Ryan Stanton, rstanton@ExplorerNews.com
For those who pass by Marana on their way out of Tucson and know the Northwest town simply by the large swaths of farmland seen from the highway, there's another story to be told.
There's a story of progressive planning, a vision of what the town will look like 20 years from now, and what steps town officials have taken to ensure development happening in Pima County's hottest real estate market leads to a sustainable community.
Marana officials, with the help of the Metropolitan Pima Alliance, told that story to about 350 bus passengers last week during the 2005 Wild Ride Tour: "Meet me in Marana."
The second annual event Oct. 27 gave community stakeholders the opportunity to see the results of land use planning and development decisions taking shape in Marana. Most of the passengers on the four-hour bus tour were bureaucrats, business people, developers and homebuilders.
"Quite honestly, I think Marana has a lot to be proud of," said Bill Carroll, president of the Metropolitan Pima Alliance, who added that Marana has become a hot spot, containing much of Pima County's most developable land.
Passengers loaded into a caravan of buses early in the morning to take a tour of Marana, starting in Continental Ranch. The buses rolled past the Marana Regional Airport and stopped at the new Marana Municipal Complex before heading east on Tangerine Road to Dove Mountain.
After a venture through Saguaro Ranch, a short jog down Camino De Mañana and a swing through Arizona Pavilions, the passengers had seen a glimpse of the diversity Marana offers within its 126-square-mile territory.
"I think Marana is just unbelievable. I'm very impressed with it," said Linda Robbins, an account executive with Stewart Title & Trust, who admitted she wasn't very up to speed with Marana beforehand. "A lot of us who just live on the east side don't come out here and you just see it from the freeway. I'm just very impressed with what Marana has done. This seems to be where everything is moving."
During a luncheon at the Lazy K Bar Ranch after the tour, Mayor Ed Honea thanked several dignitaries for being in attendance, including County Supervisors Ann Day and Sharon Bronson.
Honea said Marana used to be a "three-headed" municipality, the "heads" being Continental Ranch, Dove Mountain and Old Marana. But despite the still obvious distance between those three dominant areas, the town is changing, he said.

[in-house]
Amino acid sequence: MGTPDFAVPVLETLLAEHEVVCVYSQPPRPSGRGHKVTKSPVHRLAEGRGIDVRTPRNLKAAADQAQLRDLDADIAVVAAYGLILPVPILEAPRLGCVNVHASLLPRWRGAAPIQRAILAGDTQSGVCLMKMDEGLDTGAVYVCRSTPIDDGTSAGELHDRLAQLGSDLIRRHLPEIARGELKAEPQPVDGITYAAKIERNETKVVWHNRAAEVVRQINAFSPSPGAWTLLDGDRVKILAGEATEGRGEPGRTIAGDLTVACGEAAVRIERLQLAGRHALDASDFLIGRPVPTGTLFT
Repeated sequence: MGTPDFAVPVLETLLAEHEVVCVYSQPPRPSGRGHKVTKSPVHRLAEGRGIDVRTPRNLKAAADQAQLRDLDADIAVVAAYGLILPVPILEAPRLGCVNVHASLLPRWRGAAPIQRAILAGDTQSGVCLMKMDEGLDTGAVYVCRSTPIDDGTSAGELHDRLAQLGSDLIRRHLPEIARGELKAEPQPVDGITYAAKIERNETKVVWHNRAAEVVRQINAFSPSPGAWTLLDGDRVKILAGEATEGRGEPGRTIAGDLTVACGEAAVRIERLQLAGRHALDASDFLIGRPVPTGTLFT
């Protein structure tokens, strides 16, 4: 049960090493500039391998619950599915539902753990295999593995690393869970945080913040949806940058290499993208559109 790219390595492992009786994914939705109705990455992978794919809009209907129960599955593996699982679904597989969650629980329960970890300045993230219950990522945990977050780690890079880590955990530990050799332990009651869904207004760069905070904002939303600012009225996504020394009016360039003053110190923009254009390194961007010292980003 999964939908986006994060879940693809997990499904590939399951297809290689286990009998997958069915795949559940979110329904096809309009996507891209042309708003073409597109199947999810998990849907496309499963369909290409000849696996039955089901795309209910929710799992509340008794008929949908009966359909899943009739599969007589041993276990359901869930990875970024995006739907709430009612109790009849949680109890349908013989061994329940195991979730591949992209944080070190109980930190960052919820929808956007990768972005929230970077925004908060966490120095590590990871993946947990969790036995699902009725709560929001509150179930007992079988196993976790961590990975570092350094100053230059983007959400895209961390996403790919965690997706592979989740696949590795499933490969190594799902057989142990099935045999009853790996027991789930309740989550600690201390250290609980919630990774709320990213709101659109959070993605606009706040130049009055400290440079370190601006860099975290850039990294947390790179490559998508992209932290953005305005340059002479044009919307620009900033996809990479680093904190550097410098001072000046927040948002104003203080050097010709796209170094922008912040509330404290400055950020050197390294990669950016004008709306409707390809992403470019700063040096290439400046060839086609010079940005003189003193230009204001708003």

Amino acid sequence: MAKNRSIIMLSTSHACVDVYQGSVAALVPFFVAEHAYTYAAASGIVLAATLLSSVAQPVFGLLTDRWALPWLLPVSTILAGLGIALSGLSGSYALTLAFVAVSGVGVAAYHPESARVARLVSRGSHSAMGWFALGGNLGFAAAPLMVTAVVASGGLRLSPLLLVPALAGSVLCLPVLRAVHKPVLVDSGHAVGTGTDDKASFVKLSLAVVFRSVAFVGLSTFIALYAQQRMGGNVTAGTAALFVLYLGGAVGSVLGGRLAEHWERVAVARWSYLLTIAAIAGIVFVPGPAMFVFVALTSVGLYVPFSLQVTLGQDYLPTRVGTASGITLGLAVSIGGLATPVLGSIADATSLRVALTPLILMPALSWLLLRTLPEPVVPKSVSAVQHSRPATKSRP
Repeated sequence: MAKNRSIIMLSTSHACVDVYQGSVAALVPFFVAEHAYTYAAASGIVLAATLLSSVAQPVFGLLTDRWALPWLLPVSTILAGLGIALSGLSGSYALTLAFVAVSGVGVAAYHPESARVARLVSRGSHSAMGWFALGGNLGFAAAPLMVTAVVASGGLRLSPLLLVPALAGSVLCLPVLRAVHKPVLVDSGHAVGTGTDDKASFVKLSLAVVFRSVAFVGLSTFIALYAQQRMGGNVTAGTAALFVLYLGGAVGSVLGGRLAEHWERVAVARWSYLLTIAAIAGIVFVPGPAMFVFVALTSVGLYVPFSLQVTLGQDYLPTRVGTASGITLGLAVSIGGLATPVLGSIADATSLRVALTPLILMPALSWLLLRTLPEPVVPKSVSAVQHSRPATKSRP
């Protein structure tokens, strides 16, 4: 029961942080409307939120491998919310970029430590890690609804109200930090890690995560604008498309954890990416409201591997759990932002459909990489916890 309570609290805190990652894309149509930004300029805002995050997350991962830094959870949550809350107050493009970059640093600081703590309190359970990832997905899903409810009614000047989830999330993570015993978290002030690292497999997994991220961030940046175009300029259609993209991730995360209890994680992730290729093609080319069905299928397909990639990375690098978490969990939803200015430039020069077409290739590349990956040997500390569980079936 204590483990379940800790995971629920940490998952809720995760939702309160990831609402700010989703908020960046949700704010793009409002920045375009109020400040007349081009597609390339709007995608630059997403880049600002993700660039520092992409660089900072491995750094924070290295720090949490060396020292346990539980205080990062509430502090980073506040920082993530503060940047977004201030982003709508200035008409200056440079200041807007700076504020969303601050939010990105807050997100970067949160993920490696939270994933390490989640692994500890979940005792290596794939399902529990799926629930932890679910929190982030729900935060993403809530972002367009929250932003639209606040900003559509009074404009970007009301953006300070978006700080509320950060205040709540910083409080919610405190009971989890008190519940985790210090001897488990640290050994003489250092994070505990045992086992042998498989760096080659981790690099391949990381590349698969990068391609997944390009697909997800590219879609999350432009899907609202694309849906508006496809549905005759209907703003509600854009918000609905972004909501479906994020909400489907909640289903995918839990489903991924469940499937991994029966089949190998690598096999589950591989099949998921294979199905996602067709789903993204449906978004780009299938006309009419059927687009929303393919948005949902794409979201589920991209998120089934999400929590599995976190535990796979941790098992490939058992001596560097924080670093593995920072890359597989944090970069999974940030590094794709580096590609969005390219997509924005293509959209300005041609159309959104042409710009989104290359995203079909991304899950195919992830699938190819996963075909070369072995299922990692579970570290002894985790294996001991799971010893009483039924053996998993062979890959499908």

"Now we have really gelled into one community," Honea said. "We've worked on a team concept and a family concept."
Honea said there are between 25,000 and 27,000 residents living in the town and about 500 more continue to call Marana home every month. The town expects to have a population of a quarter-million at buildout.
"I believe in another 10 years we'll come back here and say, 'Wow, look at what we've done,'" said Town Manager Mike Reuwsaat.
During the tour, town officials hinted at future large-scale developments in Marana, including a shopping mall, an auto mall and two new upscale resorts. One of those resorts is the world-famous Ritz-Carlton, which town officials said is locating in Dove Mountain.
Councilman Tim Escobedo said Cottonwood Properties is working with the town on developing a trailhead for a new trail system near the proposed hotel. In addition to 200-plus hotel rooms, the development will feature several hundred "signature homes" and will be one of the largest hotel projects in the world, he said.
"We're very proud of what's happening east of I-10. It's really turning into the second Foothills of the Tucson northwest area," said Jim DeGrood, executive assistant to the town manager. DeGrood said interest abounds in developing the privately-owned land between the Central Arizona Project canal and I-10, all throughout northern Marana.
Jack Horner, sales and marketing director for Cottonwood Properties, said Dove Mountain is far from finished with its development. About 2,200 homes of an expected 6,500 to 7,000 are completed, he said during a speech in the backyard of a new sports club in Dove Mountain.